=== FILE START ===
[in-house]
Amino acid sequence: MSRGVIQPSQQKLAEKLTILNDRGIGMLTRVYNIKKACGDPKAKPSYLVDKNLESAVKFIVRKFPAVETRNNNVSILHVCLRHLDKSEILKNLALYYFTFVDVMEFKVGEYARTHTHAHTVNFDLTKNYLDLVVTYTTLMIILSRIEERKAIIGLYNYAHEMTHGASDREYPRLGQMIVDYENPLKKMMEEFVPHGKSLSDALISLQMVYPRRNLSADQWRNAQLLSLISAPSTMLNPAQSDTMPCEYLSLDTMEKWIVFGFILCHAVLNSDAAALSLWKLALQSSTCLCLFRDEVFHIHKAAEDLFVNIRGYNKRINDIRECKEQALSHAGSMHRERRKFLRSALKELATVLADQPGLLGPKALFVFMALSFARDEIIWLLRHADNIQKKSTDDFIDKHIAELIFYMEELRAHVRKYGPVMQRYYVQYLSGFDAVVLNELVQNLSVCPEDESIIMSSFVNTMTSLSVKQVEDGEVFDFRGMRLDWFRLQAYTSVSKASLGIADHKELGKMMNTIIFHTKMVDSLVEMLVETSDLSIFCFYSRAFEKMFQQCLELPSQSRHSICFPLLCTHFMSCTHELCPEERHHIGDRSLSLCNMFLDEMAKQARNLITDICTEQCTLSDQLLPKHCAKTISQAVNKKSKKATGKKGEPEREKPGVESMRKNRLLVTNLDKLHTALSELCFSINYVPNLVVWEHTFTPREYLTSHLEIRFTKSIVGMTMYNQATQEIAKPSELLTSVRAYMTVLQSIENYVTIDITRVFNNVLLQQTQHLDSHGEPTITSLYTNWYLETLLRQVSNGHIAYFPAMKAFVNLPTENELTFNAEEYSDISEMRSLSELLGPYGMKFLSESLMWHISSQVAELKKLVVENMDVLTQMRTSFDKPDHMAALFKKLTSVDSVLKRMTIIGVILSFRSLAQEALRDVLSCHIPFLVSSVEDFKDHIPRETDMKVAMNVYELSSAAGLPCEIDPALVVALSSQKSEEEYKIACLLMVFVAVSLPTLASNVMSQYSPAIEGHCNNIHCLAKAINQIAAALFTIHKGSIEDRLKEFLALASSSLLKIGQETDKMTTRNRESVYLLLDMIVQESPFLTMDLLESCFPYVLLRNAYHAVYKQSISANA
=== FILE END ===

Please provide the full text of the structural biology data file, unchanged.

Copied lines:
[in-house]
Amino acid sequence: MSRGVIQPSQQKLAEKLTILNDRGIGMLTRVYNIKKACGDPKAKPSYLVDKNLESAVKFIVRKFPAVETRNNNVSILHVCLRHLDKSEILKNLALYYFTFVDVMEFKVGEYARTHTHAHTVNFDLTKNYLDLVVTYTTLMIILSRIEERKAIIGLYNYAHEMTHGASDREYPRLGQMIVDYENPLKKMMEEFVPHGKSLSDALISLQMVYPRRNLSADQWRNAQLLSLISAPSTMLNPAQSDTMPCEYLSLDTMEKWIVFGFILCHAVLNSDAAALSLWKLALQSSTCLCLFRDEVFHIHKAAEDLFVNIRGYNKRINDIRECKEQALSHAGSMHRERRKFLRSALKELATVLADQPGLLGPKALFVFMALSFARDEIIWLLRHADNIQKKSTDDFIDKHIAELIFYMEELRAHVRKYGPVMQRYYVQYLSGFDAVVLNELVQNLSVCPEDESIIMSSFVNTMTSLSVKQVEDGEVFDFRGMRLDWFRLQAYTSVSKASLGIADHKELGKMMNTIIFHTKMVDSLVEMLVETSDLSIFCFYSRAFEKMFQQCLELPSQSRHSICFPLLCTHFMSCTHELCPEERHHIGDRSLSLCNMFLDEMAKQARNLITDICTEQCTLSDQLLPKHCAKTISQAVNKKSKKATGKKGEPEREKPGVESMRKNRLLVTNLDKLHTALSELCFSINYVPNLVVWEHTFTPREYLTSHLEIRFTKSIVGMTMYNQATQEIAKPSELLTSVRAYMTVLQSIENYVTIDITRVFNNVLLQQTQHLDSHGEPTITSLYTNWYLETLLRQVSNGHIAYFPAMKAFVNLPTENELTFNAEEYSDISEMRSLSELLGPYGMKFLSESLMWHISSQVAELKKLVVENMDVLTQMRTSFDKPDHMAALFKKLTSVDSVLKRMTIIGVILSFRSLAQEALRDVLSCHIPFLVSSVEDFKDHIPRETDMKVAMNVYELSSAAGLPCEIDPALVVALSSQKSEEEYKIACLLMVFVAVSLPTLASNVMSQYSPAIEGHCNNIHCLAKAINQIAAALFTIHKGSIEDRLKEFLALASSSLLKIGQETDKMTTRNRESVYLLLDMIVQESPFLTMDLLESCFPYVLLRNAYHAVYKQSISANA